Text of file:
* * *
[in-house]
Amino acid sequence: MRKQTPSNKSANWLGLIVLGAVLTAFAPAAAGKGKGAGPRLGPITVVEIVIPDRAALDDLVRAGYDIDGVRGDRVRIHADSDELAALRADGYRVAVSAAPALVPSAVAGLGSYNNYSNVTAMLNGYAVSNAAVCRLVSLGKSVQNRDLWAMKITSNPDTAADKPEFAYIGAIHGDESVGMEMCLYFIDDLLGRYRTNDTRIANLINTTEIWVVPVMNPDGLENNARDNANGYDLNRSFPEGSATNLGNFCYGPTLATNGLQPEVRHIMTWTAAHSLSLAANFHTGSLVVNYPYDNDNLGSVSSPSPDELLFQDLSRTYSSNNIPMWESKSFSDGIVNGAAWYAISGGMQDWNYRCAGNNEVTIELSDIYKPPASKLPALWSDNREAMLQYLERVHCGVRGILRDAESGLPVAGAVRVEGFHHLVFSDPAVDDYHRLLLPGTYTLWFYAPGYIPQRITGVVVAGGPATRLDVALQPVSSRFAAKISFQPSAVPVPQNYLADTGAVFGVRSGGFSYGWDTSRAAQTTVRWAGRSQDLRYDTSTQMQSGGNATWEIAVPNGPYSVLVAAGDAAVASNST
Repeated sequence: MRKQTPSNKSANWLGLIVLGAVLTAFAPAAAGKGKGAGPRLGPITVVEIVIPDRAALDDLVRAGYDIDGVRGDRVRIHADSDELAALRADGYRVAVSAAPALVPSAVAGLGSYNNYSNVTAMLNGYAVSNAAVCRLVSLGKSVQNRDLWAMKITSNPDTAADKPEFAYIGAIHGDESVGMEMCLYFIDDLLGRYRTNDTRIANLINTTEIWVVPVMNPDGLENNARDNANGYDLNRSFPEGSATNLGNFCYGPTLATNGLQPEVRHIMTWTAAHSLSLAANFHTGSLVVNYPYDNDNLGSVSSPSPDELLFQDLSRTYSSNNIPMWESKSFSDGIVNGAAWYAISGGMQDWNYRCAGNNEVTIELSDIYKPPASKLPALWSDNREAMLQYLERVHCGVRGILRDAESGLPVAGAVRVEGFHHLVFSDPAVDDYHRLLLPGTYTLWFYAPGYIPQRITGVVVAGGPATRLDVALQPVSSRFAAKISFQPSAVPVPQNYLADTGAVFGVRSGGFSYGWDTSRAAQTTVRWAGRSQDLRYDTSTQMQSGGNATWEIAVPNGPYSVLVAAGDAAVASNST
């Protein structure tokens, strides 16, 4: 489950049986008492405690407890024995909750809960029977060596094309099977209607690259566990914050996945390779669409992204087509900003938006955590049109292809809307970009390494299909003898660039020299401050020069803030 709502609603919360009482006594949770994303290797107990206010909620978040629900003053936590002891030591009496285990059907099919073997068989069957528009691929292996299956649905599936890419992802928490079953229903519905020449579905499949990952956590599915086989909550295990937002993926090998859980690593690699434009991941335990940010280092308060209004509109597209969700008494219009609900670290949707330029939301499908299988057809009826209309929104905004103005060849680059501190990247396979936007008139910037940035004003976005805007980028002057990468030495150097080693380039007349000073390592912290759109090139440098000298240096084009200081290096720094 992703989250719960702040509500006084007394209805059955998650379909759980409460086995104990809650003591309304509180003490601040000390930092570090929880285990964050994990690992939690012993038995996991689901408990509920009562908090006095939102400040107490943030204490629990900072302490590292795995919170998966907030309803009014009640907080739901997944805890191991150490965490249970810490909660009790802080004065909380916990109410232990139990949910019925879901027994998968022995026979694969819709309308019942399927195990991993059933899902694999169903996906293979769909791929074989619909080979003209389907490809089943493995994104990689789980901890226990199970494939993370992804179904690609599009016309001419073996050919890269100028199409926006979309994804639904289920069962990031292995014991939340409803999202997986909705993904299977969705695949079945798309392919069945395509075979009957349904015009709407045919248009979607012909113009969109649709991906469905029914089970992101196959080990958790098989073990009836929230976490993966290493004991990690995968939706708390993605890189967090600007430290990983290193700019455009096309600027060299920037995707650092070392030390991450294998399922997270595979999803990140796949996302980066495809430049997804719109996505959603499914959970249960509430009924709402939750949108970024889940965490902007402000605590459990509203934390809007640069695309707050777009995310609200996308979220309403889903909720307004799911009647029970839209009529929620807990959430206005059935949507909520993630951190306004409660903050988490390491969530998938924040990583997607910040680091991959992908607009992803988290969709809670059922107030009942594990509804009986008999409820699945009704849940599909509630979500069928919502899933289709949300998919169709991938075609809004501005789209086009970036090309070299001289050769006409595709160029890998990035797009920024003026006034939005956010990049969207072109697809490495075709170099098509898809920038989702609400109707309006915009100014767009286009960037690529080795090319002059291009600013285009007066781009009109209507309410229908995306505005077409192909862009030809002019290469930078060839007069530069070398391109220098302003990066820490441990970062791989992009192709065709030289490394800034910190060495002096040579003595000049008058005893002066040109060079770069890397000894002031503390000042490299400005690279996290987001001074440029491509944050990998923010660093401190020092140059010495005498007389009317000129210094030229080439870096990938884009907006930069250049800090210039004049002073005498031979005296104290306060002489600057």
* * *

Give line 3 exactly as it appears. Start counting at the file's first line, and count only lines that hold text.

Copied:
Repeated sequence: MRKQTPSNKSANWLGLIVLGAVLTAFAPAAAGKGKGAGPRLGPITVVEIVIPDRAALDDLVRAGYDIDGVRGDRVRIHADSDELAALRADGYRVAVSAAPALVPSAVAGLGSYNNYSNVTAMLNGYAVSNAAVCRLVSLGKSVQNRDLWAMKITSNPDTAADKPEFAYIGAIHGDESVGMEMCLYFIDDLLGRYRTNDTRIANLINTTEIWVVPVMNPDGLENNARDNANGYDLNRSFPEGSATNLGNFCYGPTLATNGLQPEVRHIMTWTAAHSLSLAANFHTGSLVVNYPYDNDNLGSVSSPSPDELLFQDLSRTYSSNNIPMWESKSFSDGIVNGAAWYAISGGMQDWNYRCAGNNEVTIELSDIYKPPASKLPALWSDNREAMLQYLERVHCGVRGILRDAESGLPVAGAVRVEGFHHLVFSDPAVDDYHRLLLPGTYTLWFYAPGYIPQRITGVVVAGGPATRLDVALQPVSSRFAAKISFQPSAVPVPQNYLADTGAVFGVRSGGFSYGWDTSRAAQTTVRWAGRSQDLRYDTSTQMQSGGNATWEIAVPNGPYSVLVAAGDAAVASNST